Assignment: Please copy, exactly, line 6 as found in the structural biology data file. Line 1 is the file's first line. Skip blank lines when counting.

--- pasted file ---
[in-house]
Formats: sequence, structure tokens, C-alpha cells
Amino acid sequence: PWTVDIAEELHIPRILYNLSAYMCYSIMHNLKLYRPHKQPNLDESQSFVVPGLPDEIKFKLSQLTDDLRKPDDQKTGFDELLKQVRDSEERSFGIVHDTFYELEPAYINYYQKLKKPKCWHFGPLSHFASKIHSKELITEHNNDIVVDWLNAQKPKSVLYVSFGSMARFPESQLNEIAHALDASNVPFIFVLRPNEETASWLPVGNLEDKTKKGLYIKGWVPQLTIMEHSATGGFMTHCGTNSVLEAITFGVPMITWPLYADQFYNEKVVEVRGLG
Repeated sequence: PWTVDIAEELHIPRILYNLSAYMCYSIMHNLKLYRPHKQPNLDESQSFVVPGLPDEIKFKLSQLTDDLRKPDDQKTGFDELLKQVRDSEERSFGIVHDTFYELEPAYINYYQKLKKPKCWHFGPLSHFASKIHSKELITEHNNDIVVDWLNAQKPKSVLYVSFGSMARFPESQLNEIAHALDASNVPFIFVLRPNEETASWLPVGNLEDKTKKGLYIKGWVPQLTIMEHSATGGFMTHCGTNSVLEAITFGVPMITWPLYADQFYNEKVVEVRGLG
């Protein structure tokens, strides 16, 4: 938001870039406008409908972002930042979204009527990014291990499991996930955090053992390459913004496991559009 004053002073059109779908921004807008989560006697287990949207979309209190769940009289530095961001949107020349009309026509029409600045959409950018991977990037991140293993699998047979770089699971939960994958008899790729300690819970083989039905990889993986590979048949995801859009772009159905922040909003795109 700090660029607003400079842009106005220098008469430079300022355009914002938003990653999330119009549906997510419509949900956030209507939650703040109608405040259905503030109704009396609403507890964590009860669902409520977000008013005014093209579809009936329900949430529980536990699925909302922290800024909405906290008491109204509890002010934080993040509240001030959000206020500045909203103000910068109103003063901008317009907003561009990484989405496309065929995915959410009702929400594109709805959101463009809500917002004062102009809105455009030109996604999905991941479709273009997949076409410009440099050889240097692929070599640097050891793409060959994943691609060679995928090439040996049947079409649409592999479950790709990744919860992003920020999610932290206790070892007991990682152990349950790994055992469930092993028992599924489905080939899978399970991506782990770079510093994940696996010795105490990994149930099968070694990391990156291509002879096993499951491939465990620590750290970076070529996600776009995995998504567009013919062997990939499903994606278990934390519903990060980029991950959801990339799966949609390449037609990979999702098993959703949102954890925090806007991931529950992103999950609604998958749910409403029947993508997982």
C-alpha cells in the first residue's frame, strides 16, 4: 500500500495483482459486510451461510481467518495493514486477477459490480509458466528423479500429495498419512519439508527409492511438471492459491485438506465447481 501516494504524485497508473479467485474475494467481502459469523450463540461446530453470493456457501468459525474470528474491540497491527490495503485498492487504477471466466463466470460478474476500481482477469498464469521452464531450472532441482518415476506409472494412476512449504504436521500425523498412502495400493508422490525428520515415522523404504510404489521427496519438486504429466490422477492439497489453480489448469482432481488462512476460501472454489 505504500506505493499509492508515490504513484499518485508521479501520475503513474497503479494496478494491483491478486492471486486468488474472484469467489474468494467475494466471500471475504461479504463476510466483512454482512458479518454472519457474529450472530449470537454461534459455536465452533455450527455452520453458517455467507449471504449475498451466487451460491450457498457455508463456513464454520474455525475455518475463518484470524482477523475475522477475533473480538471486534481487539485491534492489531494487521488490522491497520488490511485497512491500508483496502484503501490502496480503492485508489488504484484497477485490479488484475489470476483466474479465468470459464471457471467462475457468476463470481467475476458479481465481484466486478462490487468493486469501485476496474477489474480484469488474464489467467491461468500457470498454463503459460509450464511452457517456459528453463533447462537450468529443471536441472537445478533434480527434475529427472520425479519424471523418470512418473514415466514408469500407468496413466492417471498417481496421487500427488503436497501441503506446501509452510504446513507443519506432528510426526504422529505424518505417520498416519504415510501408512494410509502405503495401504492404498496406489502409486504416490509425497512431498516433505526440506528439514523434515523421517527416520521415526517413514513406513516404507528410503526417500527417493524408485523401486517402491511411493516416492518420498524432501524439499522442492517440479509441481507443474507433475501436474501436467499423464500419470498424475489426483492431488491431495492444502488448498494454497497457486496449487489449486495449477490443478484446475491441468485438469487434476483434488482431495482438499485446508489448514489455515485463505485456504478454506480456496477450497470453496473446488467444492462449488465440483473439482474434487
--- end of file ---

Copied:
C-alpha cells in the first residue's frame, strides 16, 4: 500500500495483482459486510451461510481467518495493514486477477459490480509458466528423479500429495498419512519439508527409492511438471492459491485438506465447481 501516494504524485497508473479467485474475494467481502459469523450463540461446530453470493456457501468459525474470528474491540497491527490495503485498492487504477471466466463466470460478474476500481482477469498464469521452464531450472532441482518415476506409472494412476512449504504436521500425523498412502495400493508422490525428520515415522523404504510404489521427496519438486504429466490422477492439497489453480489448469482432481488462512476460501472454489 505504500506505493499509492508515490504513484499518485508521479501520475503513474497503479494496478494491483491478486492471486486468488474472484469467489474468494467475494466471500471475504461479504463476510466483512454482512458479518454472519457474529450472530449470537454461534459455536465452533455450527455452520453458517455467507449471504449475498451466487451460491450457498457455508463456513464454520474455525475455518475463518484470524482477523475475522477475533473480538471486534481487539485491534492489531494487521488490522491497520488490511485497512491500508483496502484503501490502496480503492485508489488504484484497477485490479488484475489470476483466474479465468470459464471457471467462475457468476463470481467475476458479481465481484466486478462490487468493486469501485476496474477489474480484469488474464489467467491461468500457470498454463503459460509450464511452457517456459528453463533447462537450468529443471536441472537445478533434480527434475529427472520425479519424471523418470512418473514415466514408469500407468496413466492417471498417481496421487500427488503436497501441503506446501509452510504446513507443519506432528510426526504422529505424518505417520498416519504415510501408512494410509502405503495401504492404498496406489502409486504416490509425497512431498516433505526440506528439514523434515523421517527416520521415526517413514513406513516404507528410503526417500527417493524408485523401486517402491511411493516416492518420498524432501524439499522442492517440479509441481507443474507433475501436474501436467499423464500419470498424475489426483492431488491431495492444502488448498494454497497457486496449487489449486495449477490443478484446475491441468485438469487434476483434488482431495482438499485446508489448514489455515485463505485456504478454506480456496477450497470453496473446488467444492462449488465440483473439482474434487